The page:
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Recap | Breaking Bad: ‘Dead Freight’

“Dead Freight” starts harmlessly enough, with a kid on a motorbike riding around the New Mexico desert, putting tarantulas in jars. But we know by now that on Breaking Bad, seemingly innocuous stuff like children playing or plastic eyeballs floating in pools can lead us into pretty sinister territory.

Walt pays Hank a visit at the DEA. Where a previous incarnation of Walt would have been shifty and nervous in the presence of the law, the new model is confident, brazenly waving around his new Rolex. It seems he’s there to talk to Hank about Skyler. “She doesn’t love me anymore,” he breaks down. But of course, he’s really just there to bug Hank’s office so that Walt and Co. can find out whether Lydia is telling the truth about the tracking device on the barrel of methylamine.

And poor, distraught Lydia. Mike orders her to place a scripted call to Hank, and if she doesn’t, he says, “I am going to pull my pistol out and shoot you in the head.” Her life is spared only by Hank’s conversation with another agent, who confirms the DEA did indeed plant a tracking device on that barrel of methylamine — and all the other barrels in the Madrigal warehouse.

Lydia, displaying the same sort of desperation we once saw from Walt when his life was on the line in previous seasons, strikes a deal with the boys: She knows a way to get to “an ocean” of methylamine. And so begins the planning of an elaborate heist to get as much methylamine as they can from a train.

But that’s going to be tough. Mike says, “There are two kinds of heists: Those where guys get away with it, and those where they leave witnesses behind.” While Mike and Walt bicker over how best to carry out this great feat, Jesse’s brain is, as usual, working away at a viable solution. What if they could rob the train without anyone ever knowing?

The trio recruit Todd, the exterminator who tipped them off to the nanny cam in the first meth cook house, to help out. They’ll create a diversion, then siphon off as much methylamine as they can and replace it with water so that when the tanker car is weighed at its destination, no one will be the wiser.

The plan requires an elaborate set-up, which, if I’d seen it played out on any other TV show, I probably wouldn’t have believed. Not only did the guys have to dig a hole big enough to house two humongous storage tanks for the stolen methylamine, but they also set up an intricate network of hidden equipment that they then would quickly assemble during the heist.

After setting everything up for his first train robbery, Walt returns home to find Skyler dealing with the fallout of that whole “send the kids to Hank and Marie’s” plan. Walt Jr. (whom everyone is now calling Flynn, by the way; the poor kid has only wanted that for several seasons) is pissed. He feels rejected, neglected and abandoned. When he asks his dad why he isn’t allowed home, Walt essentially answers, “Because I said so.”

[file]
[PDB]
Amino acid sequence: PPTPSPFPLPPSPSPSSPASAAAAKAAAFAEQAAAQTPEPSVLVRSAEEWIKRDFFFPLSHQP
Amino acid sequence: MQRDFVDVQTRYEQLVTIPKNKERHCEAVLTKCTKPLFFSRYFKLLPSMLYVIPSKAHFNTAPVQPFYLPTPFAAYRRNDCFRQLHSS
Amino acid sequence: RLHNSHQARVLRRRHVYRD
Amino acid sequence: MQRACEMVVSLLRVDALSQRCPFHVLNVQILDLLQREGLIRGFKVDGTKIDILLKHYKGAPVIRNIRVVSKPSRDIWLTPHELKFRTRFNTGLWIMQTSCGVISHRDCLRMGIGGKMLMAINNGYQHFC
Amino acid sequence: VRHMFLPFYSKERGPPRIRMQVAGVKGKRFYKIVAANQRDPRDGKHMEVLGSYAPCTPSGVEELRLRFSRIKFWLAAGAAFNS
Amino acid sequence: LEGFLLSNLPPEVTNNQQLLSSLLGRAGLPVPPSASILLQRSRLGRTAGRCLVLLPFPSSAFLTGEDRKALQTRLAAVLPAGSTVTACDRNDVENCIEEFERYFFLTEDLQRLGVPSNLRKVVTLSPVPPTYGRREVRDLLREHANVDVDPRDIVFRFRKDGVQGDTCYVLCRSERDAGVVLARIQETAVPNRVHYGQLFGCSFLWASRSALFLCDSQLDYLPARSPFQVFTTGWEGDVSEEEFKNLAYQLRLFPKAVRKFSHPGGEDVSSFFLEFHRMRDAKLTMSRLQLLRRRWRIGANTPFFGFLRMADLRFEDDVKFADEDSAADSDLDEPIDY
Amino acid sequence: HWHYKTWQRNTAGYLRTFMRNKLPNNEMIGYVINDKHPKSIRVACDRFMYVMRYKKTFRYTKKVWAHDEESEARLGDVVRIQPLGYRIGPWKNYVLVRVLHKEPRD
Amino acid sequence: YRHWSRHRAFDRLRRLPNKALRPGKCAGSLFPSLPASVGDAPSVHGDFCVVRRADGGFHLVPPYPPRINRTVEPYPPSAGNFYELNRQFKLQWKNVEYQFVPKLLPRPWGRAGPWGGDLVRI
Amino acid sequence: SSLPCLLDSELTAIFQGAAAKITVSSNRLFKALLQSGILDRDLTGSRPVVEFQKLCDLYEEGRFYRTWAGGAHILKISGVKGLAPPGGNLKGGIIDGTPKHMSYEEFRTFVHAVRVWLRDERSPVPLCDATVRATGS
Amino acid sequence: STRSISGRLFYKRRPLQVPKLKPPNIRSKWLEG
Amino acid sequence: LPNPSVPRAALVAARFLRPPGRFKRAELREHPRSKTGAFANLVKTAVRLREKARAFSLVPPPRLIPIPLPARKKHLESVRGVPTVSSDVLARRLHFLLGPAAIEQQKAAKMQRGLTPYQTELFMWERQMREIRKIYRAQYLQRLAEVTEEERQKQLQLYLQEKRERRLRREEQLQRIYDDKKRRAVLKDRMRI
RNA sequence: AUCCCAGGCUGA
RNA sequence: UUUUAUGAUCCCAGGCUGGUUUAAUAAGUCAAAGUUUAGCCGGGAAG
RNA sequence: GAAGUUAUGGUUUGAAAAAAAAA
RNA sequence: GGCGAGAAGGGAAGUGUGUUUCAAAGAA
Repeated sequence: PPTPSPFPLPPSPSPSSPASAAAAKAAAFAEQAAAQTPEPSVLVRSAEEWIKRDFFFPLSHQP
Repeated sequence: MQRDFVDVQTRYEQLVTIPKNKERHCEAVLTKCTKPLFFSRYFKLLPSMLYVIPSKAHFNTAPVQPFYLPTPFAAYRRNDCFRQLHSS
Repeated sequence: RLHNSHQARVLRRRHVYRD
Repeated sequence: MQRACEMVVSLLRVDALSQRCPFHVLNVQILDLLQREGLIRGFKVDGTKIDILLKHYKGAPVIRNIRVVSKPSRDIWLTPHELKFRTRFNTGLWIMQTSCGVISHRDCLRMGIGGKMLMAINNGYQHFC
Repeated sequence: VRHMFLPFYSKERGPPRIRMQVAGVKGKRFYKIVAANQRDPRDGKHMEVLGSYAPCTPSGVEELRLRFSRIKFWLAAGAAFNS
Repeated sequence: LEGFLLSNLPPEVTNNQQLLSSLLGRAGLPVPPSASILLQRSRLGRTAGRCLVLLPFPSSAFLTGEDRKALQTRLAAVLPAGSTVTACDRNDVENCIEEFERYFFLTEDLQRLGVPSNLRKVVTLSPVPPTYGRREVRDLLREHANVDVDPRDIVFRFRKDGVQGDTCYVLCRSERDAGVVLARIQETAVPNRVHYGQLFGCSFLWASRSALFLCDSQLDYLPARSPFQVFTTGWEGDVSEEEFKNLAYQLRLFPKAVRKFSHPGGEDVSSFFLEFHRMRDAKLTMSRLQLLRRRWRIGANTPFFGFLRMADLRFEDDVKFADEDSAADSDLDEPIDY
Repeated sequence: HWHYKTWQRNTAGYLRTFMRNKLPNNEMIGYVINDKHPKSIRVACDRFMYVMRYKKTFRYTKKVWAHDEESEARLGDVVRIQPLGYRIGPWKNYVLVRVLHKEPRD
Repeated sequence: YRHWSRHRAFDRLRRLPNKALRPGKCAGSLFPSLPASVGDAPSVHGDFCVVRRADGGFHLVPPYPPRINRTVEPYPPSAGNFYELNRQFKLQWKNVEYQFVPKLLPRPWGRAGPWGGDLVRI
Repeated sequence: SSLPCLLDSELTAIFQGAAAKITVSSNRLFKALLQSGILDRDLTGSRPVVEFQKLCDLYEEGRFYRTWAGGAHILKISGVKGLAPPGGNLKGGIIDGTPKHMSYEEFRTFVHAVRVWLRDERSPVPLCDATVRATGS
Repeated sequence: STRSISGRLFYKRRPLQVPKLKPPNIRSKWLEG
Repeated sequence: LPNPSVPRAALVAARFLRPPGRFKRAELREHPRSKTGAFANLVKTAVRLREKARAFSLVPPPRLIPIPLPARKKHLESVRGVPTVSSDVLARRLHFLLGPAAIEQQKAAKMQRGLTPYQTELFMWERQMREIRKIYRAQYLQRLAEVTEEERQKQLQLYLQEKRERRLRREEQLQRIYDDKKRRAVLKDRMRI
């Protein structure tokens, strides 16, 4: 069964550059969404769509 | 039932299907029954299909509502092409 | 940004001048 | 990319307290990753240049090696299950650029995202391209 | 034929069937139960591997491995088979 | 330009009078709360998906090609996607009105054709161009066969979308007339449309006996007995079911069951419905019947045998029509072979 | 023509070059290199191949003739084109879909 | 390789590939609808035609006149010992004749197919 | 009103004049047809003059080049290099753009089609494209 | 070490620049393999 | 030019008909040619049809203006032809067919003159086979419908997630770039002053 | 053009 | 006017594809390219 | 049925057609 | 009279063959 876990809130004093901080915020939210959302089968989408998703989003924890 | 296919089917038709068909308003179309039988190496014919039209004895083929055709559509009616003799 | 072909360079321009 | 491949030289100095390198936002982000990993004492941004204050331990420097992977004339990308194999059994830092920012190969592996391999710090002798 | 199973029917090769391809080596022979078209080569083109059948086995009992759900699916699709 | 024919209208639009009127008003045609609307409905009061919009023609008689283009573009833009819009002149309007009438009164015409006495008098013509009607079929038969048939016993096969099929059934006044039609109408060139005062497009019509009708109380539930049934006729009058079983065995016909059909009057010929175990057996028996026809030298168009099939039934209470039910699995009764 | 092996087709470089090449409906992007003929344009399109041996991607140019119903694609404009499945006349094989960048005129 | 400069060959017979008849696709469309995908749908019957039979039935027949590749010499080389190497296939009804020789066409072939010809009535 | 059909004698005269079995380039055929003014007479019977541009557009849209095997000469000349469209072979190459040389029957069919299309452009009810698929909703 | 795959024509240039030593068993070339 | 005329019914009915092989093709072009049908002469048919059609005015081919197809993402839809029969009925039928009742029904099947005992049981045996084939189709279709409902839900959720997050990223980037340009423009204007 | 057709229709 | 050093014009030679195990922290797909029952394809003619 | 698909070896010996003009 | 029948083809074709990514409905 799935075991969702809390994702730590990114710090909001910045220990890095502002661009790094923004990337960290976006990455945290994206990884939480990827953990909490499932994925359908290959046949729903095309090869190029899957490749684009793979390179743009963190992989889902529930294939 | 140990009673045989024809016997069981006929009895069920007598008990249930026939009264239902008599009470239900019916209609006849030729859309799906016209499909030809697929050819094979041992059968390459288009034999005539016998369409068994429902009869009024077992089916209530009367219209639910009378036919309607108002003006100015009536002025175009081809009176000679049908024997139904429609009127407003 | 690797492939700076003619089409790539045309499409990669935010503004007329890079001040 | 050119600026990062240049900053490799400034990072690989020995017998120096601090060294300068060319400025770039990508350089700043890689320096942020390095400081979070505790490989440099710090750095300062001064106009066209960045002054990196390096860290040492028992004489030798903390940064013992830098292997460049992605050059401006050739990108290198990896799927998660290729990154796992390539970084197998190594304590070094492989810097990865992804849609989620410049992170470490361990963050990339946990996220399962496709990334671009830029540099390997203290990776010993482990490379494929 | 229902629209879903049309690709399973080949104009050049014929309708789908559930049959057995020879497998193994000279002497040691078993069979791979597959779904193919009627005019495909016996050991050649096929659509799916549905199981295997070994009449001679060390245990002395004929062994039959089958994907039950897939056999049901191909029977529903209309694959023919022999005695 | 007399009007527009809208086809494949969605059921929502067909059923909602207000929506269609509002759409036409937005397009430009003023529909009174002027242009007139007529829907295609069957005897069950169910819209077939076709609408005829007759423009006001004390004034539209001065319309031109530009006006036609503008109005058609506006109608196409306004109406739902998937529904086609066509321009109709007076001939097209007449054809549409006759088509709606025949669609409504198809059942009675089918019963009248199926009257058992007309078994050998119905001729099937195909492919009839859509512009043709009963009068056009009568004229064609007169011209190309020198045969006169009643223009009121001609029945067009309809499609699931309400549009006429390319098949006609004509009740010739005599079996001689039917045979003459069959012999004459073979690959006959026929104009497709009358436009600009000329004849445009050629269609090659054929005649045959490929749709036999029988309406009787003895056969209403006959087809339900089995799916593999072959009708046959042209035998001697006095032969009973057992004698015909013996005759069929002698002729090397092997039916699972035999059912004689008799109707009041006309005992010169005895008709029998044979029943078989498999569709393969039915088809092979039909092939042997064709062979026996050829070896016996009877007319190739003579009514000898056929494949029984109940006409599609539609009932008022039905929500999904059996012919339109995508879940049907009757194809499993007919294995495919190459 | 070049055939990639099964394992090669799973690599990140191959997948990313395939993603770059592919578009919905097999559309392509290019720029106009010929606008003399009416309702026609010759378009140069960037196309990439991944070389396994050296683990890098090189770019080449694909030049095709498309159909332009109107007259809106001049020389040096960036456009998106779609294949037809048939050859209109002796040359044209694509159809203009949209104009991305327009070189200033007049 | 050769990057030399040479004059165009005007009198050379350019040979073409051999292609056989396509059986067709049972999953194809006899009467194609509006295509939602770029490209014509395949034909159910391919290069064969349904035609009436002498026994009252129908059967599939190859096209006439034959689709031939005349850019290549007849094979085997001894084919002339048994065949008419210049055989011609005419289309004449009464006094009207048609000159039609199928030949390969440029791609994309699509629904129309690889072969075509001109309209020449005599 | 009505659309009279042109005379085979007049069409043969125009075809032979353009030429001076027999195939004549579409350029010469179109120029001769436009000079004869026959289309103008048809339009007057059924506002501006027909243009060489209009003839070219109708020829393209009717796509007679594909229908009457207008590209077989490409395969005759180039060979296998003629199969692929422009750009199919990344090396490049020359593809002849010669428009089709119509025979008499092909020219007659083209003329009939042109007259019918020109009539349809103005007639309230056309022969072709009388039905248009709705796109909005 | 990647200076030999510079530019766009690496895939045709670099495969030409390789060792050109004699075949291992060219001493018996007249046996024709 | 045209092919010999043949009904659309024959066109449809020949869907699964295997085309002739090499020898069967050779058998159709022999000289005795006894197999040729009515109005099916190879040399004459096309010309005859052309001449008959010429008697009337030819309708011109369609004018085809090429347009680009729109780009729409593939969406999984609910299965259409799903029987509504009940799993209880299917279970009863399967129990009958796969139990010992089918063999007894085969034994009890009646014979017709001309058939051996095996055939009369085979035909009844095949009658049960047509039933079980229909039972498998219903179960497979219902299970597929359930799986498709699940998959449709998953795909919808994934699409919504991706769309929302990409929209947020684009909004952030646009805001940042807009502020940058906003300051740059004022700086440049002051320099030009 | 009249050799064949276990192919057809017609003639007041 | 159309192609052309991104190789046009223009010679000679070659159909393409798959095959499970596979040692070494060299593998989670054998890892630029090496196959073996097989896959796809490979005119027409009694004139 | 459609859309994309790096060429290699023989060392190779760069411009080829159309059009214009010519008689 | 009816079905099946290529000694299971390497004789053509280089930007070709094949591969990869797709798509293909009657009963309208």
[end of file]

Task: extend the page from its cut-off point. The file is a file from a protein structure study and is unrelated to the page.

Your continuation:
Saying, “I’m not your wife, I’m your hostage,” Skyler strikes a deal with Walt: She’ll cook the books and be whatever kind of partner he wants her to be, but the kids will under no circumstances live with them. She admits she was deeply disturbed that Walt related an anecdote about a gun being held to his head, “like it was nothing, like it was a point of pride.”

And how proud Walt is. He has his little kingdom he’s building; he has a plan to get the ingredients to continue cooking; and he has an ego the size of Texas. When the heist doesn’t quite go as imagined and Mike gives the order to cut the flow of methylamine into the underground tanks, Walt ignores it. He nearly has the amount he thinks they can get before the train moves on. Of course, he almost kills Todd (leaping off a moving train) and Jesse (stuck under that same moving train) to get it, but whatever.

The plan worked beautifully, except for one hitch. The kid on the bike with the tarantula in the jar saw the whole thing. He waves at Jesse, Walt and Todd, and they all wave back, unsure of what to do. But Todd knows what to do: As Jesse screams, horrified, he shoots the kid. It turns out this heist was one of those where the guys got away with it. They left no witnesses behind.

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Comments

  • http://gerardodiaz.com Falsoman

    I just knew exactly what was gonna happen the time the train heist started. But it just made it even more difficult to watch because I was tense all the time expecting the little kid to appear.

  • AM Sardar

    This series so far has lacked the epic tension of the last few series – I think it’s because Walt isn’t scared of anyone.
    I think this will correct itself once Hank gets on his case. The whole series ethos was summed up by Hanks superior in episode 1 about how Gus came into his home,  had dinner with his family and played with his kids. Its’ that sense of betrayal Hank & Walt will hit at the end of this series.

  • Lyle

    I really enjoyed this episode. I never though I would see a train robbery in a modern crime show, much less Breaking Bad, but it was done great and I felt tense the whole time this heist was going on. I felt the show did do a double switch with the little kid, when Jesse said he used to play around these tracks, and tried to make the viewer think that was Jesse as a kid that we saw in the beginning. My favorite line came when Skyler asked if Walt was going out to kill someone, and he answered, “No, I’m going to rob a train.” At first, you see her rolling her eyes, and stare in a way that she wonders if he is being serious.